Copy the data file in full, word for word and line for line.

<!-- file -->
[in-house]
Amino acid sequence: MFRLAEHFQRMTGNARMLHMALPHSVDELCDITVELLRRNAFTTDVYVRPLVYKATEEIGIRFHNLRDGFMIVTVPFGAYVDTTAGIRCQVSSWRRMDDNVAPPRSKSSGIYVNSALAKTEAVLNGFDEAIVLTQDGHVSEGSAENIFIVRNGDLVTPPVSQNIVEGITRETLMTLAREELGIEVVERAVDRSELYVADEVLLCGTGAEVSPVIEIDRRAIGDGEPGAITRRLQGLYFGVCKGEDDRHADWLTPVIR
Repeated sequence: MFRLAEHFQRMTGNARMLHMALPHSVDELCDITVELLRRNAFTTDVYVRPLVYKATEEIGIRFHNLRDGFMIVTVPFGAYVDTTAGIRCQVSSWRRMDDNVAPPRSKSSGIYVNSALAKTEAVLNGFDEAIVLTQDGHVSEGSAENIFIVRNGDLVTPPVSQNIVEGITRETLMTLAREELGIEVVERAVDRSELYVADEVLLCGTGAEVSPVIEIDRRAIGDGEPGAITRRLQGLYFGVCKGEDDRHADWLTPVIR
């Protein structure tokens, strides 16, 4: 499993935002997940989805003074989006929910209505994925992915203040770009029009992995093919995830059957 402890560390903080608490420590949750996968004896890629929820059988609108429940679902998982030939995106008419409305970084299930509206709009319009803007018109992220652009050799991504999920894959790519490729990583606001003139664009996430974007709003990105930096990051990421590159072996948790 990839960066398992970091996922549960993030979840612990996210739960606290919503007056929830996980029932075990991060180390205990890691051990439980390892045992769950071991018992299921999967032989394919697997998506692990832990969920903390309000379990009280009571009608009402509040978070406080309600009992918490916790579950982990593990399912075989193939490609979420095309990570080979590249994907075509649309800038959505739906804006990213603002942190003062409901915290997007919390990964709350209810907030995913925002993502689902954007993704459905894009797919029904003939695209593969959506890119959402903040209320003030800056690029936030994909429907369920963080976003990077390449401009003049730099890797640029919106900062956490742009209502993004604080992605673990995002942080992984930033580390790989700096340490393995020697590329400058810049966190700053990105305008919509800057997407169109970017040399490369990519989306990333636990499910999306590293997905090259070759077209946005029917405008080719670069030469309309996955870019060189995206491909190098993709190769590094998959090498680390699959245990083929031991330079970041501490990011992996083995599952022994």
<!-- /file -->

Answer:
[in-house]
Amino acid sequence: MFRLAEHFQRMTGNARMLHMALPHSVDELCDITVELLRRNAFTTDVYVRPLVYKATEEIGIRFHNLRDGFMIVTVPFGAYVDTTAGIRCQVSSWRRMDDNVAPPRSKSSGIYVNSALAKTEAVLNGFDEAIVLTQDGHVSEGSAENIFIVRNGDLVTPPVSQNIVEGITRETLMTLAREELGIEVVERAVDRSELYVADEVLLCGTGAEVSPVIEIDRRAIGDGEPGAITRRLQGLYFGVCKGEDDRHADWLTPVIR
Repeated sequence: MFRLAEHFQRMTGNARMLHMALPHSVDELCDITVELLRRNAFTTDVYVRPLVYKATEEIGIRFHNLRDGFMIVTVPFGAYVDTTAGIRCQVSSWRRMDDNVAPPRSKSSGIYVNSALAKTEAVLNGFDEAIVLTQDGHVSEGSAENIFIVRNGDLVTPPVSQNIVEGITRETLMTLAREELGIEVVERAVDRSELYVADEVLLCGTGAEVSPVIEIDRRAIGDGEPGAITRRLQGLYFGVCKGEDDRHADWLTPVIR
């Protein structure tokens, strides 16, 4: 499993935002997940989805003074989006929910209505994925992915203040770009029009992995093919995830059957 402890560390903080608490420590949750996968004896890629929820059988609108429940679902998982030939995106008419409305970084299930509206709009319009803007018109992220652009050799991504999920894959790519490729990583606001003139664009996430974007709003990105930096990051990421590159072996948790 990839960066398992970091996922549960993030979840612990996210739960606290919503007056929830996980029932075990991060180390205990890691051990439980390892045992769950071991018992299921999967032989394919697997998506692990832990969920903390309000379990009280009571009608009402509040978070406080309600009992918490916790579950982990593990399912075989193939490609979420095309990570080979590249994907075509649309800038959505739906804006990213603002942190003062409901915290997007919390990964709350209810907030995913925002993502689902954007993704459905894009797919029904003939695209593969959506890119959402903040209320003030800056690029936030994909429907369920963080976003990077390449401009003049730099890797640029919106900062956490742009209502993004604080992605673990995002942080992984930033580390790989700096340490393995020697590329400058810049966190700053990105305008919509800057997407169109970017040399490369990519989306990333636990499910999306590293997905090259070759077209946005029917405008080719670069030469309309996955870019060189995206491909190098993709190769590094998959090498680390699959245990083929031991330079970041501490990011992996083995599952022994």